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TOPIC: One VLANs spread over two sites

One VLANs spread over two sites 9 years 1 week ago #30879

  • SinghJ
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Hi

Is it possible to have one VLAN spread across two geographically seperate sites?

Can we have one IP subnet over two sites.

Thanks

J

Re: One VLANs spread over two sites 9 years 1 week ago #30882

  • S0lo
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Yes, it's possible as long as the two sites are interconnected via switches, not routers. In other words the two sites should be connected like this:

[Site 1 Switch]
[Site 2 Switch]

Not like this:

[Site 1 Router]
[Site 2 Router]

And not like this:

[Site 1 Switch]
[Site 2 Router]

The link between the two switches is typically a trunk.

The thing is that a router is a split point between vlans/subnets. A Vlan cannot exist on one router interface and another router interface at the same time, unless those two interfaces share the same physical link.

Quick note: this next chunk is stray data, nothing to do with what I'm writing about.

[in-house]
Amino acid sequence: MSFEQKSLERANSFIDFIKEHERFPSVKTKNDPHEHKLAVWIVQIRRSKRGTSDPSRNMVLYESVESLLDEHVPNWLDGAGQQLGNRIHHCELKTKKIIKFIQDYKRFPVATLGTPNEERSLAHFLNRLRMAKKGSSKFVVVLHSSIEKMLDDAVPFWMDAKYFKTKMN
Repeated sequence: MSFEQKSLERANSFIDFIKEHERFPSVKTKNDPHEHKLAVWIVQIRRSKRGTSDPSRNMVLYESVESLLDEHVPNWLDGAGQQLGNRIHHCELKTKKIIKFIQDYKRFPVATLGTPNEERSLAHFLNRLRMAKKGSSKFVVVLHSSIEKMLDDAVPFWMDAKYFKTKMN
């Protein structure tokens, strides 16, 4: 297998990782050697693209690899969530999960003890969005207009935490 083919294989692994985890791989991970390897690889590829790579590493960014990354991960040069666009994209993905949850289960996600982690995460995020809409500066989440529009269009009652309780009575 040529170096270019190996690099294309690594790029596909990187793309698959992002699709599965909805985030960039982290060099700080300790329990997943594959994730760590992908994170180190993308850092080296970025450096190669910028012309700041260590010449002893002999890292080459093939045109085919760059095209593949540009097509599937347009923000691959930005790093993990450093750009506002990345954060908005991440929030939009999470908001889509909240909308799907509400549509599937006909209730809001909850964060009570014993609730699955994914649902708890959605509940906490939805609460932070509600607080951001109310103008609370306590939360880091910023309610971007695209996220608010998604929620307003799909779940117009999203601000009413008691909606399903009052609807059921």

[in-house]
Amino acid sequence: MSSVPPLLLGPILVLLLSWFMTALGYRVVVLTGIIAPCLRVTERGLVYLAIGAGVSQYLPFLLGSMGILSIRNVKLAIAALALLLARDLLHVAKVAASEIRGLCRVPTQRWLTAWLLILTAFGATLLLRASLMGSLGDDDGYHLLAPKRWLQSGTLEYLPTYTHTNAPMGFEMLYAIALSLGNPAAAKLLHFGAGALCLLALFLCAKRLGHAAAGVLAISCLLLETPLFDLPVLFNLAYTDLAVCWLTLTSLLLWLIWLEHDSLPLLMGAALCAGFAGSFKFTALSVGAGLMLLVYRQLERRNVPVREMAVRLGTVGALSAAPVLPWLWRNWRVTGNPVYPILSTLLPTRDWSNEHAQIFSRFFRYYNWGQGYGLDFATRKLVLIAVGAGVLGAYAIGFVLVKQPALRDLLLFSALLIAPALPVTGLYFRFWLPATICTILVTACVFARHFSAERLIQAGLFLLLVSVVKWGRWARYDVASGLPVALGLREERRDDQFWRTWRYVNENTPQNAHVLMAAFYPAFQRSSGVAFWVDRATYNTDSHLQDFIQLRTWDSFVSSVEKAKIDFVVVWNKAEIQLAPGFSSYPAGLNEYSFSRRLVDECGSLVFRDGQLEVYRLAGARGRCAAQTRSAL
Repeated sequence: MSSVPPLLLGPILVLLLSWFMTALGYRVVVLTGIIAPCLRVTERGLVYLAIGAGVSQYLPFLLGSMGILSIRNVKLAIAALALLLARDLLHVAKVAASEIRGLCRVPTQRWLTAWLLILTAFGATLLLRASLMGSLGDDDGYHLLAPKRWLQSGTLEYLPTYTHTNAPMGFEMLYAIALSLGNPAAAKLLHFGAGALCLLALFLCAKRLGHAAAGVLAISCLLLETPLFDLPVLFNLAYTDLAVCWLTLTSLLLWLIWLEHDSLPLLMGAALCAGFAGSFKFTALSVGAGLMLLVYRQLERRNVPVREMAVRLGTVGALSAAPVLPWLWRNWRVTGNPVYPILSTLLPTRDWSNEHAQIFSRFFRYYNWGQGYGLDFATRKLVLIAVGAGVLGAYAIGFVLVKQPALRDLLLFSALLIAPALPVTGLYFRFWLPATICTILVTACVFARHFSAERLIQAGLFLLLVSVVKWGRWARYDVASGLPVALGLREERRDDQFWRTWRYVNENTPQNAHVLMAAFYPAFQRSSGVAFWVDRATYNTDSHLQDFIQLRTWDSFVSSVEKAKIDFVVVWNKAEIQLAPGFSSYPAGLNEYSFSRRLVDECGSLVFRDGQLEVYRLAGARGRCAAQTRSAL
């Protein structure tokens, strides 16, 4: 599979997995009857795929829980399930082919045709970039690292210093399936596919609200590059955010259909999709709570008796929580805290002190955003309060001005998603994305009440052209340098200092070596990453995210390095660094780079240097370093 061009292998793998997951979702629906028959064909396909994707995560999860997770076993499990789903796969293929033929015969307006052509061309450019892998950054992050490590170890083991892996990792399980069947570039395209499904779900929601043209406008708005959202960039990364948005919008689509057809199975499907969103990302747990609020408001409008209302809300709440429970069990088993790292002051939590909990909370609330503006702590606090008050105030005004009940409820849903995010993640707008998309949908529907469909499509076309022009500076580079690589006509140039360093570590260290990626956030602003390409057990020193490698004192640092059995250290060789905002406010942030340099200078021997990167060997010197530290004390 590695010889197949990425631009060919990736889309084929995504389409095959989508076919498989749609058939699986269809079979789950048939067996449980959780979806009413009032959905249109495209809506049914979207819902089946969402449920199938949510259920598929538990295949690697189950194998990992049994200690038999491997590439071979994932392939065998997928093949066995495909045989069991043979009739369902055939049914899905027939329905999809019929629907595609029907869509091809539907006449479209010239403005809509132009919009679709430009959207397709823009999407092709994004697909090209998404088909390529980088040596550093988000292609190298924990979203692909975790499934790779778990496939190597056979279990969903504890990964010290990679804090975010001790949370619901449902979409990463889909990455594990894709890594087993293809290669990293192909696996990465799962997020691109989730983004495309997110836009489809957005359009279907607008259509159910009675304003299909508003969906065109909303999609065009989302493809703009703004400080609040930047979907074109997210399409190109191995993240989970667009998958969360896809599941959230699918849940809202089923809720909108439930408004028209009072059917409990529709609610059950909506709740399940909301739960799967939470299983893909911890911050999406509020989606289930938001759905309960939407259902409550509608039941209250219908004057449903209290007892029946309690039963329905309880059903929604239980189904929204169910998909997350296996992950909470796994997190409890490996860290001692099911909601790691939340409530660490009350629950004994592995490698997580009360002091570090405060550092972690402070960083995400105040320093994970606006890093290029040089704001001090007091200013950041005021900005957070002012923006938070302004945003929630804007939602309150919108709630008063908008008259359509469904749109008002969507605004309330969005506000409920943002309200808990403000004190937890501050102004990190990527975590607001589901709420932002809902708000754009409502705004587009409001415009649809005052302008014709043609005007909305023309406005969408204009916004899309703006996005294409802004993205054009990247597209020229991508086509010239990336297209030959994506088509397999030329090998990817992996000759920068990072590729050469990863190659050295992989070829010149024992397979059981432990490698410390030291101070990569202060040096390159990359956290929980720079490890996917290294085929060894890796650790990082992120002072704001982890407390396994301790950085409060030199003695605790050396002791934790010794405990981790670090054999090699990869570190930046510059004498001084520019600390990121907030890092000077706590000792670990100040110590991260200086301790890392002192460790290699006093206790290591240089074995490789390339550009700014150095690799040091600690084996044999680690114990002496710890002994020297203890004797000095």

Re: One VLANs spread over two sites 9 years 1 week ago #30884

Could you explain brefly. Means we have to use layer 3 switch or what. What will be the connecting media. Can we use PIX / ASA to connect sites with VPN and then to switch & still we can have the same VLAN.

Regards

Re: One VLANs spread over two sites 9 years 1 week ago #30885

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Could you explain brefly. Means we have to use layer 3 switch or what. What will be the connecting media. Can we use PIX / ASA to connect sites with VPN and then to switch & still we can have the same VLAN.

Regards


You can use either a Layer 2 or Layer 3 switch. But Layer 3 switching is essentially routing. You can use a layer 3 switch but you have to configure it properly to do only layer 2 switching between the two sites.

Yes, it's good that you reminded me about VPN. You can have one VLAN extending through the two sites using a Site-to-Site VPN. This way you CAN have 2 routers and/or PIX/ASA in between. Or you can configure VPN on one router/PIX/ASA on one site and then connect the other site using a switch, in this case the VPN client will be the user PC it self.

A VPN is as you know a tunnel done over IP, so it doesn't matter how many routers or switches are in between as long as the two ends of VPN (client/server) are configured properly and the IP traffic is routable.
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